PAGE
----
I repeat what I have already said, that the fencing of both Christ's ordinances can be accomplished by the condition laid down in our text, "If you believe with all your heart, you may." I cannot thrust my Brothers and Sisters from the Lord's Table if they believe in Him with all their heart, nor can I keep back from Baptism any child who believes in Jesus with all his heart. But, on the other hand, though he is gray-headed and venerable—if he is not a Believer in the Lord Jesus Christ, it is not my business, as a servant of the Lord, to alter my King's laws so as to please him, but, rather, to say to him, "Stand back until you are in a fit state to obey my Master's commands! You are not yet entitled to share the privileges that belong to God's family. Until you have believed in Jesus and are thus proved to be one of His children, I cannot admit you as a partaker of either of the ordinances which He has ordained."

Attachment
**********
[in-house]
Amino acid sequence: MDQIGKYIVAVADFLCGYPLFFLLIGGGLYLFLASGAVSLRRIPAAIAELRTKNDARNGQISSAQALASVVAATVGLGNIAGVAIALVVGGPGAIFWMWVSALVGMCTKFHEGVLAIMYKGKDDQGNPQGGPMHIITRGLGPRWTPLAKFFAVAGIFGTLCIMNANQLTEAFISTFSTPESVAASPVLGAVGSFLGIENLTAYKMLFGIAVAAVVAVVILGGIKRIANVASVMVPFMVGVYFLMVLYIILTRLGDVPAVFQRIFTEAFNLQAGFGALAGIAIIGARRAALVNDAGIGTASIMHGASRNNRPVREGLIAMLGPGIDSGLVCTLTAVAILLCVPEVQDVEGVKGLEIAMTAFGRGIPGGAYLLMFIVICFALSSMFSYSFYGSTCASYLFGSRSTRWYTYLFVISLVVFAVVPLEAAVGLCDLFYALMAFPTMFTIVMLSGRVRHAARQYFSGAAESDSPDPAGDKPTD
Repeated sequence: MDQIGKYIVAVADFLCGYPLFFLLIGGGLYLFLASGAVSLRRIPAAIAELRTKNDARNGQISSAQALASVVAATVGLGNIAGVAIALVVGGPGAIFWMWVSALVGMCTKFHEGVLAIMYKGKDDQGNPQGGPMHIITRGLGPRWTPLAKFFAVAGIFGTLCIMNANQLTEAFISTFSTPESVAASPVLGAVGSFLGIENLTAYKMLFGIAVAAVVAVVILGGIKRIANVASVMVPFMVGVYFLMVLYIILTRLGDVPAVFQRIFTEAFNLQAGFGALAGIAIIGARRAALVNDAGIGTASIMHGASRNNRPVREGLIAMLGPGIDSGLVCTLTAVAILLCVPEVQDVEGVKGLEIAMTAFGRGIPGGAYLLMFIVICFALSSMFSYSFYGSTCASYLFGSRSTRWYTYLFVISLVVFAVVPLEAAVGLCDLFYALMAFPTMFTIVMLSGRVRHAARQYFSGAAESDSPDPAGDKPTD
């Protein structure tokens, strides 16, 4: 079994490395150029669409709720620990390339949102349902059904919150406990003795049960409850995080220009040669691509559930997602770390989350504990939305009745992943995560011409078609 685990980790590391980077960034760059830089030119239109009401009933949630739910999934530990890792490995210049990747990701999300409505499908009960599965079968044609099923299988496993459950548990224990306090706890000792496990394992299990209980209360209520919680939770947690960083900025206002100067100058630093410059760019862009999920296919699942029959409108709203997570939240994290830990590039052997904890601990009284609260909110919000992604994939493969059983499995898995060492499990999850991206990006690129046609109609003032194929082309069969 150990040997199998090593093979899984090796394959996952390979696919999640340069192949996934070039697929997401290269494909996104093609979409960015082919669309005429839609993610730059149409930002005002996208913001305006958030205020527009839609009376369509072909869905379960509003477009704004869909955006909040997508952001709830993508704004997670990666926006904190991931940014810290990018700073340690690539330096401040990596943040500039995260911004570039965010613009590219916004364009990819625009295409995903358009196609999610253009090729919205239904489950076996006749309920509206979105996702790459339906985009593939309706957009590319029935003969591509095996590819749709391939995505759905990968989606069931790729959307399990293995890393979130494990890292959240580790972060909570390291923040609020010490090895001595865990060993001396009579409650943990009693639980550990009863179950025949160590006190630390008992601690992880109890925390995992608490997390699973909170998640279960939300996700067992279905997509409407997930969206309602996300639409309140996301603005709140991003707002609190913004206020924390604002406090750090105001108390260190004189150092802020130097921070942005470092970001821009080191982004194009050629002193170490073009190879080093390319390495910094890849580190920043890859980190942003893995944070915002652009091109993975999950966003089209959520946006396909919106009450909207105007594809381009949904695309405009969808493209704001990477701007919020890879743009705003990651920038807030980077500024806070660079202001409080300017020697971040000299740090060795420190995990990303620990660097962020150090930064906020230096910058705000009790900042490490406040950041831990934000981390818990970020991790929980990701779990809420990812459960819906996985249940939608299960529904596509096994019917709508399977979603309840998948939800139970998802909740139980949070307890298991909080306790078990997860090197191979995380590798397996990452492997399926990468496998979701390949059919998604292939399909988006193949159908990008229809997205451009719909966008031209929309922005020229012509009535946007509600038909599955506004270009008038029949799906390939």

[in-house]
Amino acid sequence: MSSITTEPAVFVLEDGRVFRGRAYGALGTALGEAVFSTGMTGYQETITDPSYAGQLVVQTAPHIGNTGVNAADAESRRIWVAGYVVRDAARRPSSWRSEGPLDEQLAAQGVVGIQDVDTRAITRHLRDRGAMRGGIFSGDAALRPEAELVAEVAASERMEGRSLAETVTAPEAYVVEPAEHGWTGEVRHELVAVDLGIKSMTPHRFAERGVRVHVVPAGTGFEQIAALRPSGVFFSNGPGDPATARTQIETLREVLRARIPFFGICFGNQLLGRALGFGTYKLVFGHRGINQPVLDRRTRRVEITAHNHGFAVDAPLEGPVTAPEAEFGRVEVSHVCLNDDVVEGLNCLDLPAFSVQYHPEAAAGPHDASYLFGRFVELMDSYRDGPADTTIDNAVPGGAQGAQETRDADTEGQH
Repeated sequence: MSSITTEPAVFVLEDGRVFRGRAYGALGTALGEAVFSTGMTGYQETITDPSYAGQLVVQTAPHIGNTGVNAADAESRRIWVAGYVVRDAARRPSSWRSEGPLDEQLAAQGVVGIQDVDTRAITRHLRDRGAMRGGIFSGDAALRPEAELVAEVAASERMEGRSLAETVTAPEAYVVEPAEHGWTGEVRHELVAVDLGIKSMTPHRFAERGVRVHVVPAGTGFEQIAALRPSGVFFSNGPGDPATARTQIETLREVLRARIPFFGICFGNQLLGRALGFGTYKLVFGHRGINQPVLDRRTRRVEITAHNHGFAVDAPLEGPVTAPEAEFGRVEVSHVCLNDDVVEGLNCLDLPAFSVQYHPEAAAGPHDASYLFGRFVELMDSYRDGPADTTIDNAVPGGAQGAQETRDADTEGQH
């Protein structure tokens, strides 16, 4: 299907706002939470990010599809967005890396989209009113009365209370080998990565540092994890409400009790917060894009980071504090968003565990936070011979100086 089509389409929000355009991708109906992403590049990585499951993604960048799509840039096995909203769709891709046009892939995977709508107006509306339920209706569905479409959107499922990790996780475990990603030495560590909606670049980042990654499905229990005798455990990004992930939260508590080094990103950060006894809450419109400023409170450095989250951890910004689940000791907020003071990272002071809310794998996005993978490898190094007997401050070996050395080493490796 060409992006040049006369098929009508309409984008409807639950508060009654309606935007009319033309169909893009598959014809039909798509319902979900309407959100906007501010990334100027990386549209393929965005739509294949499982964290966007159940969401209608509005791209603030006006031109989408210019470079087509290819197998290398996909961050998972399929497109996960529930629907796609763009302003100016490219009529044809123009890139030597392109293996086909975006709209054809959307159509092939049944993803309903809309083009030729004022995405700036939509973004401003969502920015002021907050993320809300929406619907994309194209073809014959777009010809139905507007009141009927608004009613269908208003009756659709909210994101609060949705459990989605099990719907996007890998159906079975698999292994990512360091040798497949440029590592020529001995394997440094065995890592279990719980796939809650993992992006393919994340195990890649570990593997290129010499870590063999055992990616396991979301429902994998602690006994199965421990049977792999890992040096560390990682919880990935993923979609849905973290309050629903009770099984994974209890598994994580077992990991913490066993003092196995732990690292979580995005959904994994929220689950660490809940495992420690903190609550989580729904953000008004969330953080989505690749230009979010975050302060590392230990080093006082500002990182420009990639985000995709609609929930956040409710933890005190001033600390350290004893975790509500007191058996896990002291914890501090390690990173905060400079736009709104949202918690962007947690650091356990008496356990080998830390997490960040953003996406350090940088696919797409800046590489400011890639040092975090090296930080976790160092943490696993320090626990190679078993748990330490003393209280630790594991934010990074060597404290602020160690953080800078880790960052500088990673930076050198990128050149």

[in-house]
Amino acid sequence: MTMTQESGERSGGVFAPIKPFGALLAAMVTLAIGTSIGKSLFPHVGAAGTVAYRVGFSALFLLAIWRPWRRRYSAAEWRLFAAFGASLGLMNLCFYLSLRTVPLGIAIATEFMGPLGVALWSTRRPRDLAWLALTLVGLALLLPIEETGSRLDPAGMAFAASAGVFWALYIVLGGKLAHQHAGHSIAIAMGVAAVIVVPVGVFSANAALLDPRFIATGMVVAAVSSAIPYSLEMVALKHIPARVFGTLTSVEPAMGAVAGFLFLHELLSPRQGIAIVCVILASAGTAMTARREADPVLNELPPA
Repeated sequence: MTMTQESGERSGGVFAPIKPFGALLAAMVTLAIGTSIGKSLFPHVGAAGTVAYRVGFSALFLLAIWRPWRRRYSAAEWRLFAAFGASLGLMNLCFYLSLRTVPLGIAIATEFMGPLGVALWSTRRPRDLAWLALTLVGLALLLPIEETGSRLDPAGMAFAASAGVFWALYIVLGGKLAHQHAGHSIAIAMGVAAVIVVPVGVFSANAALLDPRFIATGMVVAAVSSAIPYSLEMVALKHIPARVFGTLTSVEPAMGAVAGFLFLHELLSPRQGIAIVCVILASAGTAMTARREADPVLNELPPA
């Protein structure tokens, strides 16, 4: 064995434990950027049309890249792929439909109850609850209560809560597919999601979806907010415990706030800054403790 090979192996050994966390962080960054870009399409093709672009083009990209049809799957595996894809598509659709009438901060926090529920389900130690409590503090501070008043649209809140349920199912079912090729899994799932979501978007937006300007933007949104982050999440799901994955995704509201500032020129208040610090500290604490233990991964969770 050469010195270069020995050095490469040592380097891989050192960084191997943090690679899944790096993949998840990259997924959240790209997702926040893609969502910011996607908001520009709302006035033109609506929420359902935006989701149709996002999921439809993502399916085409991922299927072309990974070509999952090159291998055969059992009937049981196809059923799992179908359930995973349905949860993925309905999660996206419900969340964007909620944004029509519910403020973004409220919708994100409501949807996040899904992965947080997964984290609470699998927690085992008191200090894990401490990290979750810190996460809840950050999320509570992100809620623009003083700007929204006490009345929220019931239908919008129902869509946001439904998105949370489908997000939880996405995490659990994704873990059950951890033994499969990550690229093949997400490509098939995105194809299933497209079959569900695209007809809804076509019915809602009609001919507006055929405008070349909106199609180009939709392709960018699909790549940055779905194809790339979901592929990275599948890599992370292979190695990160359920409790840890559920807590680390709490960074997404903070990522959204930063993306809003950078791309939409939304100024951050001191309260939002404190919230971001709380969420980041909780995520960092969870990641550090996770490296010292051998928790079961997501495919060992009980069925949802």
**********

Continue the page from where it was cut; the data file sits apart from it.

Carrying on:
Now I am going to practically carry out the teaching of the text by briefly and affectionately addressing our dear friends who are about to be baptized. The observance of this ordinance will awaken, in many of our minds, recollections of similar services in the past. It spreads to my remembrance a river in Cambridgeshire, with a great assembly of spectators on the banks, and a youth walking into the midst of the flowing stream and there giving himself up, spirit, soul, and body, to the service of his Master. It recalls to me the hour when I thus publicly avowed my allegiance to the King of kings and I can join with John Newton in saying to my dear Lord and Master—

"Many days have passed since then, Many changes I have seen. Yet have been upheld till now Who could hold me up but Thou?" Perhaps others, who have thus "put on Christ," may be cheered, and refreshed, and stirred up by the address I shall now give to those who will presently enter the Baptismal Pool.